We asked Taos Toolbox 2011 graduate and veteran SFF writer Jeff Duntemann to tell us about the workshop experience at Taos Toolbox. Many thanks to Jeff for his contribution!
Taos Toolbox 2012
Where: Taos Ski Valley, New Mexico
When: June 10-23, 2012
How much: $3100 if application is received by February 1; $3300 thereafter
Application fee: $35. Applications close when class is full.
I am not a new writer. No indeed; I will turn 60 this summer, and I’ve recently retired from a successful dual career in computer programming and technical publishing to see if I can approach a fiction career as systematically as I approached my nonfiction career.
That, in a nutshell, is what the Taos Toolbox workshop is about: to systematize the craft of fiction according to the approach you’ve already learned. The workshop’s two instructors represent the two broad approaches to fiction: Workshop organizer Walter Jon Williams is the epitome of an analytical writer, and Nancy Kress is the epitome of an intuitive writer. Walter begins with a plan and the words follow; Nancy begins with the words and the plan soon falls into place. Both are legends, which suggests that both approaches work well. The challenge is on the students’ side, to recognize which approach we’ve come to use and then learn to make the most of it.
Toolbox follows the Milford model, which I first experienced when I attended Clarion East in 1973. The first part of the day is lecture, the second part group critique, and what’s left is divided between reading manuscripts for upcoming critique and writing new material. Oh yeah; sometimes there’s a little time for sleep.
Heh. Make no mistake: The Toolbox experience is intense. Over the two-week period we read and critiqued just under 200,000 words of student fiction. During one breathtaking morning Walter dissected the entire length of Samuel Delany’s novel Nova. (We had some warning on that one, and I read it before I got there.) I wrote 10,000 new words during the workshop, and took notes on the remainder of my novel that I am still working through six months later. This was no lazy-hazy touchy-feely gathering of aesthetes among the pines. As my roommate Jim Strickland put it, Toolbox is a 500-level graduate course in the art of the novel crammed into twelve days. The smoke is still pouring out of my ears.
Walter and Nancy are both superb teachers and are not to be missed. I was startled, though, at how much I learned from my thirteen student colleagues, not solely through their critique of my own work, but also by seeing how they themselves create and manage the many moving parts in a novel-length story. Walter chose a pretty diverse group for the 2011 workshop, and our interests ranged from paranormal urban fantasy to steampunk to weird westerns to things that simply defy description. (Flying, talking giant squid? Sperm that crosses the time barrier? All in a day’s workshop.) The cliquishness and mean-spirited infighting that spoiled my Clarion experience a little were simply not there. I might describe my colleagues as un-seasoned professionals, trying hard to master that seasoning but always as professionals. There was not a poseur in the bunch, and while we’ve been in only sparse touch since the workshop, I am proud to call them all friends.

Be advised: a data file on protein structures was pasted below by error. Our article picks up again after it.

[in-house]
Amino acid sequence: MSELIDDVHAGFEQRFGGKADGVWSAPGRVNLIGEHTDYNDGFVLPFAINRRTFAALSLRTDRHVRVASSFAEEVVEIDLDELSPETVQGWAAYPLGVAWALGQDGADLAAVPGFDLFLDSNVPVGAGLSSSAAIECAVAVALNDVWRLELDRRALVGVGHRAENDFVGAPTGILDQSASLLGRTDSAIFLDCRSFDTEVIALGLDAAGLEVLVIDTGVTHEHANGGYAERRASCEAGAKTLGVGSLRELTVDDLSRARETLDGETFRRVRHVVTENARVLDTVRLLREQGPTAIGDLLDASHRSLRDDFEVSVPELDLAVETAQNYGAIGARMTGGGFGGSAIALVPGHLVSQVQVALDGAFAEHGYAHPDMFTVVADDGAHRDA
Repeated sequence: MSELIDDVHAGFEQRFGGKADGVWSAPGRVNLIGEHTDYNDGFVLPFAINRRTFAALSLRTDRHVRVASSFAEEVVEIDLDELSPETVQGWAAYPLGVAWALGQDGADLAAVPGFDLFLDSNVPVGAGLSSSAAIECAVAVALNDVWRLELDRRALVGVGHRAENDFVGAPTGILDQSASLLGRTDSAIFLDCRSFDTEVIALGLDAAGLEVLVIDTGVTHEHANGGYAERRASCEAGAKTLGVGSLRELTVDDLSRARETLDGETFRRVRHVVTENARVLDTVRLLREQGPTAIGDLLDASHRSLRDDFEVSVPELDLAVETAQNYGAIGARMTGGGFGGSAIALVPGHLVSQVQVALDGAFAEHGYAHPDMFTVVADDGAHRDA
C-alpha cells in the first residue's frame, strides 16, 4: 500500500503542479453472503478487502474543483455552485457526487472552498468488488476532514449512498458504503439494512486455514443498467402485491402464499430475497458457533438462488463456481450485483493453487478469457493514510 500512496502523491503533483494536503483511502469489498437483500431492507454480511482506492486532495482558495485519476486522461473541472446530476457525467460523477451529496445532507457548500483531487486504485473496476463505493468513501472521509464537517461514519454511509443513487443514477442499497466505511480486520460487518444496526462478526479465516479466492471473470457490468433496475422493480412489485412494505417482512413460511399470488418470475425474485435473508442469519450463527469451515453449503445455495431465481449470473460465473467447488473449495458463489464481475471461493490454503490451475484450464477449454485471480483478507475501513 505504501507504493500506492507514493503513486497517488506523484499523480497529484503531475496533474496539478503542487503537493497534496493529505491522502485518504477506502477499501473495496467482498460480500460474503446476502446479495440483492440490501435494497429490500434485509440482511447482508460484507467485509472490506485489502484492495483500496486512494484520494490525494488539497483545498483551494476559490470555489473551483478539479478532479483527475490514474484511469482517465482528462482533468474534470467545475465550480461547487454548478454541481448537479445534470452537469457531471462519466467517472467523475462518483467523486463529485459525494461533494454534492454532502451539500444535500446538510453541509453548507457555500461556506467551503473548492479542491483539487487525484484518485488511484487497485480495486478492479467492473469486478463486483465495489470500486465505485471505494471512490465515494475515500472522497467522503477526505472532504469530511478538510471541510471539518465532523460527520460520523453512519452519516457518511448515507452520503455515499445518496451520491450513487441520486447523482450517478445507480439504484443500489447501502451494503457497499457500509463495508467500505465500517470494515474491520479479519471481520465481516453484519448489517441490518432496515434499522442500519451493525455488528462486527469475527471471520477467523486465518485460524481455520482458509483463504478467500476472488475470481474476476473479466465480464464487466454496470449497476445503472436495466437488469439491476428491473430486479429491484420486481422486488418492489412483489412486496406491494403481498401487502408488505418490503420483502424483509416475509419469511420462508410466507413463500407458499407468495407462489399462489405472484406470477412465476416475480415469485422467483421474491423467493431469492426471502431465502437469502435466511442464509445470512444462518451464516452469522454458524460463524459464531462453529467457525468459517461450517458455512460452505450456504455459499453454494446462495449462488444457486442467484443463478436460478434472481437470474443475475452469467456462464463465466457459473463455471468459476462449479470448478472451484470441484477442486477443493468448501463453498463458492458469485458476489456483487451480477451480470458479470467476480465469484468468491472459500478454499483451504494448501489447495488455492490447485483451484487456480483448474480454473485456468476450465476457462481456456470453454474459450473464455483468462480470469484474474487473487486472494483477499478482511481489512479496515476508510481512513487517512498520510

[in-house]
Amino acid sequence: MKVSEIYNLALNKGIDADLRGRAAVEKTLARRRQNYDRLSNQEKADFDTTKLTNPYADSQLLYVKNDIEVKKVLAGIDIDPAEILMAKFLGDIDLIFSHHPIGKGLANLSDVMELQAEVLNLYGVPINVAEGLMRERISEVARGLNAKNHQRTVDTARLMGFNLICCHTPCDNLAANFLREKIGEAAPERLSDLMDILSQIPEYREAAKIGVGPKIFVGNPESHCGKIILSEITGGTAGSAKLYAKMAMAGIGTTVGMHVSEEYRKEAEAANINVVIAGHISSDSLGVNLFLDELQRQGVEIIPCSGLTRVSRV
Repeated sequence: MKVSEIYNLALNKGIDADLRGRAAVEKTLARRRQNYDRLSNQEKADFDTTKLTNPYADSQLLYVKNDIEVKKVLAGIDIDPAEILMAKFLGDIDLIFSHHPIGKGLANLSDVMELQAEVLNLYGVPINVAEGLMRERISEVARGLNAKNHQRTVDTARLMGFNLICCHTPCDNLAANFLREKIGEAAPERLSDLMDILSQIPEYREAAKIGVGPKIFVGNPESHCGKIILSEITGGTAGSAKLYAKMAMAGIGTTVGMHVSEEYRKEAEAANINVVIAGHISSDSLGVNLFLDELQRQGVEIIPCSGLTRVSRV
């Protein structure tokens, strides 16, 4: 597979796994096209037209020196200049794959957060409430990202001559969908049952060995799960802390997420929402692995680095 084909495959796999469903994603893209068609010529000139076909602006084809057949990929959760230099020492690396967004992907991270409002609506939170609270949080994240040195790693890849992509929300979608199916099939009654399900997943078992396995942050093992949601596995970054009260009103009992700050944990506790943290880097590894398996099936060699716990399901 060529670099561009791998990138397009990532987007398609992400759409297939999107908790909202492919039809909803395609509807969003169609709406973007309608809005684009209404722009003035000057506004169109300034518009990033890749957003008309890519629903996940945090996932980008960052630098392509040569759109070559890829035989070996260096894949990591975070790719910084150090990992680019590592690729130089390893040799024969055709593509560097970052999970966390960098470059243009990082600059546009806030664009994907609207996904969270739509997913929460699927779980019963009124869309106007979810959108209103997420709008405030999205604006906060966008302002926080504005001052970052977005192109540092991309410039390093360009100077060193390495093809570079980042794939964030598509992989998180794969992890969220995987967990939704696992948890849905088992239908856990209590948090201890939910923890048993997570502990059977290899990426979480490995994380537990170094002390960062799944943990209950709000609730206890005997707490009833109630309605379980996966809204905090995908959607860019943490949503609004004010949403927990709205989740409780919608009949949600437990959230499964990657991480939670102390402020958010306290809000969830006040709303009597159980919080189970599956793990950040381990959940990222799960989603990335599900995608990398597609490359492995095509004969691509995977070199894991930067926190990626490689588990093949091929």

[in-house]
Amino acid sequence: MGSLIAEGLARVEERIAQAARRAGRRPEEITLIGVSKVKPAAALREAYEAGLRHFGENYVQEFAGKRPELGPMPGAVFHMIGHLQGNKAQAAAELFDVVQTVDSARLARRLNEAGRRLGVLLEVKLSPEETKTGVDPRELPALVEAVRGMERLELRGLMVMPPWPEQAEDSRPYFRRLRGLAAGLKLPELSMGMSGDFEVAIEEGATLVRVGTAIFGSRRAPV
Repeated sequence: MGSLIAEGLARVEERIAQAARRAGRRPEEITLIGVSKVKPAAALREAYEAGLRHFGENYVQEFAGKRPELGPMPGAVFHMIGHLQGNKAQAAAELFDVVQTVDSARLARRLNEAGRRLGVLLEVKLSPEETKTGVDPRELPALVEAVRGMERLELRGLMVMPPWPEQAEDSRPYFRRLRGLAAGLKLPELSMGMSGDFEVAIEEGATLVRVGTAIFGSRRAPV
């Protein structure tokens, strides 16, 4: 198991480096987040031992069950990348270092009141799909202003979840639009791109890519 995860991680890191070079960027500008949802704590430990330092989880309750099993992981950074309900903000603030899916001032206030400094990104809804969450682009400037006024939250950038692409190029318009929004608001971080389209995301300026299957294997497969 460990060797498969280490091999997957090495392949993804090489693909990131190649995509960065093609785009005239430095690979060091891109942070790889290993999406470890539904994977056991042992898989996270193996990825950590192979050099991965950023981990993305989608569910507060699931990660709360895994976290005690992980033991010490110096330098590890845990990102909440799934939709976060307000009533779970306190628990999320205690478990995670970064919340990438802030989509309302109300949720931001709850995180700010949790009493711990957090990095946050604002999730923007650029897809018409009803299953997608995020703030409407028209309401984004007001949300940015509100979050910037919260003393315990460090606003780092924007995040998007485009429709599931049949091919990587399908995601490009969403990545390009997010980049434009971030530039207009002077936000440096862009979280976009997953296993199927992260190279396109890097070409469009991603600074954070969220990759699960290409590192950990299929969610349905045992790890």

This leads to a very important caveat: Toolbox requires a certain minimum level of expertise in the fundamentals of writing. It’s not for absolute newcomers. The discussion is about world building, plot, dramatic tension, pace, reveals, nuances of characterization, and other high-level concepts that must be in every writer’s toolbox. You need to know how to create complete sentences and coherent paragraphs before you get there; nay, long before you get there.
Other odd notes: The ski-resort environment is drop-dead gorgeous, the catered dinners stunning. There is a hot tub. Sea-levelers take note: At 10,000 feet you chase oxygen molecules like fireflies. Plan a little time to acclimate. Oh, and there are bears…
Was it worth it? Of course. I’ve always written fiction intuitively, often with no more than a few hundred “back of the envelope” words to frame the concept at the outset. I’ll never use an approach as analytical as Walter’s, but listening closely to Nancy taught me that intuition can be harvested most successfully when it is carefully primed, and only lightly supervised while it works. (I edit too much; such habits are dangerous.) I have a hunch, still unproven, that the more analytical techniques Walter described might be capable of resurrecting some long-aborted tales gathering dust in my trunk. Intuition is necessary but may not always be sufficient. At this point, I probably know enough to find out.
So. Prepare to work. Prepare to listen. Prepare to be surprised. (Prepare to sleep for three days when you get home.) It worked for me. It should work for you as well.
Jeff Duntemann retired from the technical publishing industry in 2007, having been a partner and co-owner of Coriolis Group Books and later Paraglyph Press. He has sold both SF and technical nonfiction into paying markets since 1974, and has had two stories on the final Hugo ballot. His dozen-odd technical books include Assembly Language Step By Step and Jeff Duntemann’s Drive-By Wi-Fi Guide. His first novel, The Cunning Blood, was published in 2005. Jeff’s other interests include astronomy, vintage technology (steampunk/dieselpunk) amateur radio (as K7JPD) and kites. He lives in Colorado Springs with his wife Carol, an engine lathe, four bichon frise dogs, twelve computers, over a thousand vacuum tubes, and three thousand books.